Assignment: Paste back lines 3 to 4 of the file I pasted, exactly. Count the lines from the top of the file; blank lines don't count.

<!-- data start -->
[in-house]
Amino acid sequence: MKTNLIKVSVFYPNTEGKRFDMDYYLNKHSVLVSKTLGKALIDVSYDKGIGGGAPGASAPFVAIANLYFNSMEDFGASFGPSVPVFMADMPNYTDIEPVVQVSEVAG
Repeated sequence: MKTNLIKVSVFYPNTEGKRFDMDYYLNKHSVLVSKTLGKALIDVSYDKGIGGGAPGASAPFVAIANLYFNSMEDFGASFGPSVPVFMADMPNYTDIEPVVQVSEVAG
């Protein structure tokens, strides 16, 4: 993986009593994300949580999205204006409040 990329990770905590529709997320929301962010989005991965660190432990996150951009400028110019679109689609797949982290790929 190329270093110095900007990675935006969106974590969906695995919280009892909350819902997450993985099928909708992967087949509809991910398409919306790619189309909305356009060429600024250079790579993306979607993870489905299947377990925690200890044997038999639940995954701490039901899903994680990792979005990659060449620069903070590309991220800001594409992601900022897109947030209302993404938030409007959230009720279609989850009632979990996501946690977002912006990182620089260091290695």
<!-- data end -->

Repeated sequence: MKTNLIKVSVFYPNTEGKRFDMDYYLNKHSVLVSKTLGKALIDVSYDKGIGGGAPGASAPFVAIANLYFNSMEDFGASFGPSVPVFMADMPNYTDIEPVVQVSEVAG
């Protein structure tokens, strides 16, 4: 993986009593994300949580999205204006409040 990329990770905590529709997320929301962010989005991965660190432990996150951009400028110019679109689609797949982290790929 190329270093110095900007990675935006969106974590969906695995919280009892909350819902997450993985099928909708992967087949509809991910398409919306790619189309909305356009060429600024250079790579993306979607993870489905299947377990925690200890044997038999639940995954701490039901899903994680990792979005990659060449620069903070590309991220800001594409992601900022897109947030209302993404938030409007959230009720279609989850009632979990996501946690977002912006990182620089260091290695």